What better way to officially close the door on an exhausting awards season than to look ahead –blindly — to what studios and production companies could bring to the screen in 2023.

As Variety‘s awards coverage transitions into the Emmy season, this annual tradition (albeit highly inaccurate due to release shifts and other varying factors) creates some fun and wonder as Cannes looms two months away.

One first impression is that the streamers are back with a vengeance with an arsenal of big names and titles aiming to take the trophy from reigning best-picture champ A24 with “Everything Everywhere All at Once.”

Apple Original Films has a duo of master auteurs on deck. First up is Martin Scorsese, whose “Killers of the Flower Moon” be revealed at the Cannes Film Festival with Leonardo DiCaprio, Jesse Plemons and Lily Gladstone in tow. In addition, the still Oscar-less Ridley Scott will helm “Napoleon” (formerly called “Kitbag”), which stars Joaquin Phoenix and Vanessa Kirby.

Netflix, as expected, is brimming with awards-bait projects. Many cinephiles and music lovers are excited about Bradley Cooper’s sophomore directorial effort “Maestro,” about Leonard Bernstein, in which Cooper stars with Carey Mulligan. Excitement is also mounting for David Fincher’s thriller “The Killer” with Michael Fassbender and George C. Wolfe’s biopic “Rustin” with Colman Domingo. Still undated, tentative titles could include the next adaptation of an August Wilson play, “The Piano Lesson,” with Samuel L. Jackson and John David Washington rumored to be starring.

Between Amazon Studios and the acquisition of MGM, the streaming giant will steer “Promising Young Woman” Oscar-winning writer Emerald Fennell’s next project “Saltburn” and the directorial debut of Rachel Morrison, the first woman to be nominated for best cinematography, with her drama “Flint Strong,” which stars Brian Tyree Henry, and is written by “Moonlight” helmer Barry Jenkins.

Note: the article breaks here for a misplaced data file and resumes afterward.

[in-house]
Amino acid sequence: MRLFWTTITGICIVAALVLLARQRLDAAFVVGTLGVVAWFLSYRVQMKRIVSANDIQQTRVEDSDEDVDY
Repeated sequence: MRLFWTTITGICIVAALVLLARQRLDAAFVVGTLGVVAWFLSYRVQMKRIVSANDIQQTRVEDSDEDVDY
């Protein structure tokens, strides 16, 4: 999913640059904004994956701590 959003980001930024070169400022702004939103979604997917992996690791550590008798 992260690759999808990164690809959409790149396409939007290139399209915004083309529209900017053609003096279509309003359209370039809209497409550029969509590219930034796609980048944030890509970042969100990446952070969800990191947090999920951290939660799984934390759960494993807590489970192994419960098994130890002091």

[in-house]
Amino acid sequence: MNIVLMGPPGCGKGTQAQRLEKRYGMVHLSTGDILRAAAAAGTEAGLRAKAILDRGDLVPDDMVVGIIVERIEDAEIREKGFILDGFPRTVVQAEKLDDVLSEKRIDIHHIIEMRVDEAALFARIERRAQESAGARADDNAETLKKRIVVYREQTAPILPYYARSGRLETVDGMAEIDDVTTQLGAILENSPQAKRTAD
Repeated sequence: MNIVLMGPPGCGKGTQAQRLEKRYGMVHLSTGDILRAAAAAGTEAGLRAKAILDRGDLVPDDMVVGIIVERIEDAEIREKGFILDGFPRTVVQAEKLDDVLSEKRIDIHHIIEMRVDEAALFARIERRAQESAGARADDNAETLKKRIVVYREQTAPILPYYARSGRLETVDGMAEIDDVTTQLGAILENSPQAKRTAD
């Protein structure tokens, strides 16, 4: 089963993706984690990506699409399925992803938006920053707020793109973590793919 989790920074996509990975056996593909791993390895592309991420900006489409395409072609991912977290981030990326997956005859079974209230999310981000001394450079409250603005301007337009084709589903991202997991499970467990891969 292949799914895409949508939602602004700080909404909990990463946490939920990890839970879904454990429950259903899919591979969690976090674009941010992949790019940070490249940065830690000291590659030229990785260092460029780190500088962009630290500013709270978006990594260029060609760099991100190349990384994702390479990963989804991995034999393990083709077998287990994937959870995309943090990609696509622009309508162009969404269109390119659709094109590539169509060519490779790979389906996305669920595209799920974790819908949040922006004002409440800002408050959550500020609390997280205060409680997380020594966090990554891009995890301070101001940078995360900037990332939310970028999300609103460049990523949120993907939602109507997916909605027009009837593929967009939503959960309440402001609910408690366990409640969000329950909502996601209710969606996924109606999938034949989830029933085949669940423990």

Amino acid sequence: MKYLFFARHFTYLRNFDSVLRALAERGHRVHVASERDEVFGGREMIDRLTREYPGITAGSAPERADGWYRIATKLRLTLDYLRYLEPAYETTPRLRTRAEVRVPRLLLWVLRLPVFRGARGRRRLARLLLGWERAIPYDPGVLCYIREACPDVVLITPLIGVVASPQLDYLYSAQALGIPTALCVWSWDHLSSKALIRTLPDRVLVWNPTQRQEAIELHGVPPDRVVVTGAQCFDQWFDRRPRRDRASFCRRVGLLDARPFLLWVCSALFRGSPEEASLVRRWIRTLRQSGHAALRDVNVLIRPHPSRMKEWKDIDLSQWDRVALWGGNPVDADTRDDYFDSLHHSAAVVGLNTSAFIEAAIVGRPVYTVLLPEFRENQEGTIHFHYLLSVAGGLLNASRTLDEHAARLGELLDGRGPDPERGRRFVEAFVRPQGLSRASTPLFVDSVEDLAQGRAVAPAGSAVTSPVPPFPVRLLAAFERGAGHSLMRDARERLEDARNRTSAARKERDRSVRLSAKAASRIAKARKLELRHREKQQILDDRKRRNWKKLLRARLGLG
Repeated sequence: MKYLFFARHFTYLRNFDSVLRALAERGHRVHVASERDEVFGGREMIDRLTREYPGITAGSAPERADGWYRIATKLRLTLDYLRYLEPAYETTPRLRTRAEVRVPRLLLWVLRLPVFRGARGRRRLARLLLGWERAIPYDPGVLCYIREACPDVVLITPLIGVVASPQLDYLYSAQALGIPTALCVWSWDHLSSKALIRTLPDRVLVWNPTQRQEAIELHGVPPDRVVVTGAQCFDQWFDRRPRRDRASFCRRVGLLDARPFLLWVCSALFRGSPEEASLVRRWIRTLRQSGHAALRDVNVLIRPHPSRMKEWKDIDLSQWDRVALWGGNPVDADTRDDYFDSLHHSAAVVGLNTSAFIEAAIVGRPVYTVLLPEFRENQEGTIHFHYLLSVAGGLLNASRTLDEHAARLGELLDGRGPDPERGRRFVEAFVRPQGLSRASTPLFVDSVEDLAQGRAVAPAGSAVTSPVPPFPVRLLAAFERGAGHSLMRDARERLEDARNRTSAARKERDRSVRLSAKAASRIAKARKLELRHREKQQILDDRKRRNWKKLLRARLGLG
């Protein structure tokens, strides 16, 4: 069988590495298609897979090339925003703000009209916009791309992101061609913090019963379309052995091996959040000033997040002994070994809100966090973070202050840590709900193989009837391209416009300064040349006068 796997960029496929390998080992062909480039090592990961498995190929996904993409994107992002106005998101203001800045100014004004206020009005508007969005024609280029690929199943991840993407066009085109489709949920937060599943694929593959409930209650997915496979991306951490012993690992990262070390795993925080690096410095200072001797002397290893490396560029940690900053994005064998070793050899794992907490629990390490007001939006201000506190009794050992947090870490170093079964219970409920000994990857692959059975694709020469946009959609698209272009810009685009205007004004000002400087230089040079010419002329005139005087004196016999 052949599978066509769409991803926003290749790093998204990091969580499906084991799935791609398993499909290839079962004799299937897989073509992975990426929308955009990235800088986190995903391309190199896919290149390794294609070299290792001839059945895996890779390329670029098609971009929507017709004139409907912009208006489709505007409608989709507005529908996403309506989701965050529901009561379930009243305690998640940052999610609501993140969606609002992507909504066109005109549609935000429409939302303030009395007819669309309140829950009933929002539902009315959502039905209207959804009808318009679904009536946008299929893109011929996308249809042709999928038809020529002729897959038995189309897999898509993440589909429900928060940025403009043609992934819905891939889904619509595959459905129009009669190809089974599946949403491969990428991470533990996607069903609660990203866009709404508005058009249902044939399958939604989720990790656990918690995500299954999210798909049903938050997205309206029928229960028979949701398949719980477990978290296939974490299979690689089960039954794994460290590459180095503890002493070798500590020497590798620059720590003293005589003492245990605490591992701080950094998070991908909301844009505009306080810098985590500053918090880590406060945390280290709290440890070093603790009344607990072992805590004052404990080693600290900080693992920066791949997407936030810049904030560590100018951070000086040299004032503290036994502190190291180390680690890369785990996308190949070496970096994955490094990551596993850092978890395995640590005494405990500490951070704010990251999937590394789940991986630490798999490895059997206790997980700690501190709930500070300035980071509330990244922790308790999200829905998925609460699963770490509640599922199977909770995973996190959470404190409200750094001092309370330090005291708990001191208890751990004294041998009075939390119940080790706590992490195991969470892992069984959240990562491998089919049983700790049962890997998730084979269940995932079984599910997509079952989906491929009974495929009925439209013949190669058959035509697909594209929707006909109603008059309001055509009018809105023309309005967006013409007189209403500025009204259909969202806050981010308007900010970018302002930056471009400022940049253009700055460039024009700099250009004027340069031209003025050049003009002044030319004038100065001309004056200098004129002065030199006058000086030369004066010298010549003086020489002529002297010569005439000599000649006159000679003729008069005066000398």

Courtesy Warner Bros.

Warner Bros, celebrating its 100th year, has undergone multiple changes over the past few years. Still, the studio could have tentpole moneymakers on their hands with Greta Gerwig’s “Barbie,” Denis Villeneuve’s sci-fi sequel “Dune: Part Two” and Blitz Bazawule’s musical adaptation of “The Color Purple.”

Also hitting 100 this year, Walt Disney Pictures and its subsidiaries (20th Century Studios, Marvel Studios, Pixar, Searchlight Pictures) have some promising titles on. tap

Continuing the messaging of animation deserving more respect, it’s been over a decade since Pixar’s “Toy Story 3” (2011) made the best picture lineup. Enter “Elemental,” which will likely tug at the heartstrings. The animation studio will also drop “Wish,” its 62nd feature, from “Frozen” director Chris Buck around the Thanksgiving holiday.

On the Searchlight front, the long-awaited “Next Goal Wins” from Taika Waititi will finally release featuring Fassbender in the lead role. At the same time, Yorgos Lanthimos’ “Poor Things” sounds like another mouthwatering period piece/sci-fi hybrid with Emma Stone (who also produces), Willem Dafoe and Mark Ruffalo. Searchlight already seems to have a potential best actor contender with Jonathan Majors in “Magazine Dreams” after picking it up at Sundance.

Angela Bassett made history for the MCU with “Black Panther: Wakanda Forever” nabbing an acting nom. Marvel will forge forward with the (final?) installment of “Guardians of the Galaxy Vol. 3” and the hotly anticipated “The Marvels” with Brie Larson and Teyonah Parris.